NEWS | Sept. 28, 2018

1st Armored Division medics come out on top at Army’s Best Medic Competition

By David DeKunder 502nd Air Base Wing Public Affairs

Enduring five days of challenging combat simulations that tested their physical and intellectual resolve, the team of Staff Sgt. Cory Glasgow and Staff Sgt. Branden Mettura, 1st Armored Division, won the 2018 Command Sergeant Major Jack L. Clark Jr. Army Best Medic Competition at Joint Base San Antonio-Camp Bullis Sept. 16-20.

Glasgow and Mettura beat out 26 other two-Soldier teams in the annual competition that tests the readiness of Army medics in a continuous, realistic simulated combat operational environment.

The Army Best Medic Competition pits teams against each other from Army units across the world and is hosted by the U.S. Army Medical Command and conducted by the U.S. Army Medical Department Center and School, both headquartered at JBSA-Fort Sam Houston.

The competition is open to all Army active-duty, Reserve and National Guard medical members who have earned the Expert Field Medical Badge or the Combat Medical Badge. Competitions are held at local command and regional levels to determine the 27 two-member teams that will make it to the Army Best Medic contest.

Altogether, a total of 54 Army medics participated in the Army Best Medic Competition.

For winning the competition, Glasgow and Mettura were presented the Combat Medic Statue and Meritorious Service Medal, and several other gifts and monetary awards.

“I feel super pumped, super excited,” Glasgow said. “This was my fourth time competing.”

“We’re really excited to represent the 1st AD (Armored Division),” Mettura said. “We’re bringing this home to them.”

The 1st Armored Division, a tank division, is located at Fort Bliss, Texas.

Command Sgt. Maj. Michael Gragg, command sergeant major of the U.S. Army Medical Command, said the competition tests medics on their medical and tactical competency skills and their physical prowess, pushing competitors to raise their level of performance.

“Competition is the lifeblood of the Army,” Gragg said. “That’s what we are about. We are an organization built on winning, and we have to encourage a culture of winning and exceeding and excelling the standard. So this (Army Best Medic Competition) right here just reinforces that need to be the best.”

Compared to previous competitions, Gragg said the 2018 competition puts an additional emphasis on challenging medics intellectually as well as being able to endure the physical rigors of the combat simulations.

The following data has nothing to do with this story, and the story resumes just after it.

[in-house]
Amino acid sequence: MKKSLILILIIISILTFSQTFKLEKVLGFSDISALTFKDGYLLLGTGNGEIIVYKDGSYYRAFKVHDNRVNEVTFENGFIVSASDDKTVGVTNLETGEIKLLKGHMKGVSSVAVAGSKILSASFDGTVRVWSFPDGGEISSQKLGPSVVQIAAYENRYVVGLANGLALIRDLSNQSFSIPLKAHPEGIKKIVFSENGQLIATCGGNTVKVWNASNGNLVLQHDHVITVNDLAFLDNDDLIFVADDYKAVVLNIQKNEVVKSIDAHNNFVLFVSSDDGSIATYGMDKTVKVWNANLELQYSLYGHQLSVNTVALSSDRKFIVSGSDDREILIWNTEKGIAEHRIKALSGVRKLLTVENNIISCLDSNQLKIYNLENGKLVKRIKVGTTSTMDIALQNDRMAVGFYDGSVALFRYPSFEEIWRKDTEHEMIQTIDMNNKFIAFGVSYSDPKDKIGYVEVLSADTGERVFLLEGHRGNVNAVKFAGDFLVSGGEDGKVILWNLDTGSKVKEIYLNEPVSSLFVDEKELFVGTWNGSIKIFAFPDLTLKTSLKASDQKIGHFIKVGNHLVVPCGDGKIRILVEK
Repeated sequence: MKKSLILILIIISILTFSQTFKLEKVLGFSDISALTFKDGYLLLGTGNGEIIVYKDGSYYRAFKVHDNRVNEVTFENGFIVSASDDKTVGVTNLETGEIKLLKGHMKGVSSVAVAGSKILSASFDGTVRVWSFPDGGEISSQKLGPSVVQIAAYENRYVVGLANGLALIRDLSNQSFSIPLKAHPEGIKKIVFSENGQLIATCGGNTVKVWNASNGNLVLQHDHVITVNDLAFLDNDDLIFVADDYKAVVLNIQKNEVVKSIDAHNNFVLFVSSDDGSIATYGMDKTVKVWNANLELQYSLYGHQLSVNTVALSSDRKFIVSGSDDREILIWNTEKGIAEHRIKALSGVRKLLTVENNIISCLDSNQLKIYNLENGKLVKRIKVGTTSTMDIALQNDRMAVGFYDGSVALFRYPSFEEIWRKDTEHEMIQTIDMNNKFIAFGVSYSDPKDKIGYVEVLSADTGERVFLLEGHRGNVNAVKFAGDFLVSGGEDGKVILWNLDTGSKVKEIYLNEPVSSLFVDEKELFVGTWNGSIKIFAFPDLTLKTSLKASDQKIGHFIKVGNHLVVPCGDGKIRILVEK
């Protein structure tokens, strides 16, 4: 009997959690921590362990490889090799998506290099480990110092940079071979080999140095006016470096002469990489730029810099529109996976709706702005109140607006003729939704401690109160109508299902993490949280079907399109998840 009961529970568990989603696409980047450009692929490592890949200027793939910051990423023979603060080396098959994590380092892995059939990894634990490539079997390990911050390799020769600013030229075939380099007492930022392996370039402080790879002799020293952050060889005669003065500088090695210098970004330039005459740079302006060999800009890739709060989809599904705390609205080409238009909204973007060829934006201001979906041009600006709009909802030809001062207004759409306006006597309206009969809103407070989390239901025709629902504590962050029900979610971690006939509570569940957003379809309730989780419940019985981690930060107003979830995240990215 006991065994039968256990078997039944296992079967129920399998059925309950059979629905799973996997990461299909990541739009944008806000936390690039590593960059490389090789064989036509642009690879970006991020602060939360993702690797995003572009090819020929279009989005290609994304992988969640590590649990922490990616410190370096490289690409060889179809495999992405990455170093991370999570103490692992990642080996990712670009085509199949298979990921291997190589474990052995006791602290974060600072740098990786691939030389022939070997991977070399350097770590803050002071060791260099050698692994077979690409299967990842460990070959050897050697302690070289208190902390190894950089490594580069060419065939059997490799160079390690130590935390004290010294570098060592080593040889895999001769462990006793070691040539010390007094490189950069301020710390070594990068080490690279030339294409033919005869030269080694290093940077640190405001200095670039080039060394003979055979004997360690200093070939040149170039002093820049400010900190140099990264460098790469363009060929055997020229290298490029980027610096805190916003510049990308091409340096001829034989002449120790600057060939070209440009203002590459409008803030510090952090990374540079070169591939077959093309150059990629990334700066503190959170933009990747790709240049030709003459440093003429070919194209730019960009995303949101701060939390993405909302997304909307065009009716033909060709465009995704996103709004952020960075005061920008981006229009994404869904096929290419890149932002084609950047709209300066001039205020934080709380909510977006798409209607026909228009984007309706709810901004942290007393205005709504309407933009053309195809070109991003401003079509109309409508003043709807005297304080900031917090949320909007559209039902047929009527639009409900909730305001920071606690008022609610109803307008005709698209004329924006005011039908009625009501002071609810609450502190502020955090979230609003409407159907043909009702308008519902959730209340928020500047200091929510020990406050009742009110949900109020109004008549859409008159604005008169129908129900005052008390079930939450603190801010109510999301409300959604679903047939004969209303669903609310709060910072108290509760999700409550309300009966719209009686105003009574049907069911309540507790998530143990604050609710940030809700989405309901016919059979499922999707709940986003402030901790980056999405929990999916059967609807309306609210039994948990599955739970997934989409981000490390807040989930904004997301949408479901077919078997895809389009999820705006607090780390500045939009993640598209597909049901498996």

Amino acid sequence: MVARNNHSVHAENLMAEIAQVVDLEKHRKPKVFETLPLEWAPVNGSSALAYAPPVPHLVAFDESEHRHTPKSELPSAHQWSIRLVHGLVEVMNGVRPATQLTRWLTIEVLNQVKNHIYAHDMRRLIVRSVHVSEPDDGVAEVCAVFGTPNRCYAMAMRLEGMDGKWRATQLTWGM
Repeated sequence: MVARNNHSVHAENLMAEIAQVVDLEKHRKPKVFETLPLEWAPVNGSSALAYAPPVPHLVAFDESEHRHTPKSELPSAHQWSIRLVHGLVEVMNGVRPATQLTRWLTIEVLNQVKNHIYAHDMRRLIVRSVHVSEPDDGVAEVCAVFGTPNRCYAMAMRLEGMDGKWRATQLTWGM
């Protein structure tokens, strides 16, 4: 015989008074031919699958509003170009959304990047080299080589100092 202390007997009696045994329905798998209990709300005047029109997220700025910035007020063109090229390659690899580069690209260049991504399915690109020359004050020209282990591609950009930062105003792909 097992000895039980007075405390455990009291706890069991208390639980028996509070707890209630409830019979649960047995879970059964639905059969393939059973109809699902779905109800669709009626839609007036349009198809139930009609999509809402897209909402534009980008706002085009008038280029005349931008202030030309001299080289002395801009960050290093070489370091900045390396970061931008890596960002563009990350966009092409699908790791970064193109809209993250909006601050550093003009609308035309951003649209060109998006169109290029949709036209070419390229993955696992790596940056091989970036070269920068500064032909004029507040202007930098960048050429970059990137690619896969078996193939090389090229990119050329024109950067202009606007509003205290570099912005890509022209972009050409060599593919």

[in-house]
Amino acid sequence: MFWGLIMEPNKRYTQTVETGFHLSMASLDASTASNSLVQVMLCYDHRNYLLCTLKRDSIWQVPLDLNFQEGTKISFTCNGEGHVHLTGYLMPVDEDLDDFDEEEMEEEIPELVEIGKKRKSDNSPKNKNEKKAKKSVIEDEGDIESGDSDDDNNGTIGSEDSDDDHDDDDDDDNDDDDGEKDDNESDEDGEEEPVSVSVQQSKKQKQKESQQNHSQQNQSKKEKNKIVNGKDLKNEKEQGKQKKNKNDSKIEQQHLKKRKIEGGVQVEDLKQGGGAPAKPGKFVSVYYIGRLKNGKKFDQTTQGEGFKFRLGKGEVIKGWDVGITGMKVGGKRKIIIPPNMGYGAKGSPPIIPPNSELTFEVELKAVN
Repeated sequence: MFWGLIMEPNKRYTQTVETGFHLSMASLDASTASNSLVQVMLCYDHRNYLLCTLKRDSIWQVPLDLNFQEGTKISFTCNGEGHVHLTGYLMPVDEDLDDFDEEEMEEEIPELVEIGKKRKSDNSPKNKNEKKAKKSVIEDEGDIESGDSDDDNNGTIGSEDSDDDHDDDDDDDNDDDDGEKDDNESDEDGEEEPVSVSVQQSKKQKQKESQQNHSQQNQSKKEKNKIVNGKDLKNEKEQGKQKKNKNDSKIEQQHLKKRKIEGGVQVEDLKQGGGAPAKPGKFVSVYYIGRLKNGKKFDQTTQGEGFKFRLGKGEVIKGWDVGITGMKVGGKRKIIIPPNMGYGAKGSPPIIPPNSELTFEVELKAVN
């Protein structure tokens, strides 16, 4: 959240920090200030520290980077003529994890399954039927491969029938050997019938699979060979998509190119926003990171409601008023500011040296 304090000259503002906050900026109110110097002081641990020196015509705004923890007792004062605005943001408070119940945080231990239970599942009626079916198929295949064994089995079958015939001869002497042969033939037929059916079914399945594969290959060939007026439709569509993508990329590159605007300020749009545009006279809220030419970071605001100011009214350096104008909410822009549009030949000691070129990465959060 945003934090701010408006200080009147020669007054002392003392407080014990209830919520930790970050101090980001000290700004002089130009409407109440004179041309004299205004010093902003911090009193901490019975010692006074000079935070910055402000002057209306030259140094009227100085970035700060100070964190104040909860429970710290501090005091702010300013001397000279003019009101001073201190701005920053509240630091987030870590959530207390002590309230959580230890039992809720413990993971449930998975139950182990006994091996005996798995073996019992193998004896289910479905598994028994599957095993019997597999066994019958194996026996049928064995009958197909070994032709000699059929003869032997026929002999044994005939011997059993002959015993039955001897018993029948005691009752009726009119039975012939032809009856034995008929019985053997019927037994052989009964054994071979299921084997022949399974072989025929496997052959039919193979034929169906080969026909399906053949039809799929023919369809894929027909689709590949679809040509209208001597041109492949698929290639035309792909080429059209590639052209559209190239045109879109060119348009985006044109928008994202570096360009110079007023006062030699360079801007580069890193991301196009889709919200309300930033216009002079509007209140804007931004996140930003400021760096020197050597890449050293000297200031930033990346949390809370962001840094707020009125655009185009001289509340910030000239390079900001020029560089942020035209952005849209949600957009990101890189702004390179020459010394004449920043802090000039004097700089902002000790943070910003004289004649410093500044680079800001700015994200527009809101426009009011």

Gragg said the skills the medics utilize and learn in the Army Best Medic Competition helps improve overall medical readiness and care for servicemembers on the front lines.

“It highlights the professionalism and excellence that we have in the Army Medical Department,” he said. “It also reinforces the confidence in the rest of the Army because as they see the level of professionalism and excellence that these individuals embody, they will understand the medical professionals that are in the fox hole with them are extremely qualified and that they will take care of them to their utmost ability. If they (medics) happen to do their job in the theater of operations, their (service members) chances of coming back home are very, very good.”

The team of Glasgow and Mettura totaled 1,725.5 points in the competition, 22 points ahead of the second-place team of Capt. Michael Broussard and Staff Sgt. Sean Collins of the 75th Ranger Regiment from Fort Benning, Georgia (1,703.5 points). Finishing in third place was the team of Sgt. 1st Class David Nagle and Sgt. 1st Class Adam Church of the U.S. Army Medical Department Center and School, Health Readiness Center of Excellence (1,699 points).

Sgt. Ian Thompson of the 1st Infantry Division at Fort Riley, Kansas, said the competition was both mentally and physically demanding, as he was told beforehand.

“They promised it would be hard, it would be mentally taxing … and they were right,” Thompson said. “It was tough. For instance, tactical land navigation with 60 pounds worth of gear and then rolled right into a rough march. It was a lot. Mentally, it was a blow because you think you’re going to have some time to rest and then it’s right back to it. It really has been go, go, go since day one.

“That’s just part of the game, but part of the reason why it was good to be here, and we had fun doing it,” Thompson added.

Thompson said the benefit of being in the competition was learning about and utilizing the practices for prolonged field care. Prolonged field care is the treatment and care for a patient for a full day on the front lines.

Staff Sgt. Jeremy Leach of the 1st Infantry Division, and Thompson’s team partner, said he and Thompson got through the grueling competition by encouraging each other.

“He would see me struggling, I would see him struggling and you would just boost each other up, like ‘Hey, we got this,’” Leach said. “If you can’t find it internally, you got your partner to help you through.”

Leach said he decided to compete in the Army Best Medic Competition because it was a way for him to challenge himself.

“I just came out here to test myself and see what I got,” he said. “It’s something every medic should do at least once.”

Established in 1984, today's Army Best Medic Competition was originally known as the Expert Field Medical Badge Challenge. In 2003, the competition was designated as the Command Sergeant Major Jack L. Clark Jr., Army Best Medic Competition in honor of the 13th MEDCOM Command Sergeant Major.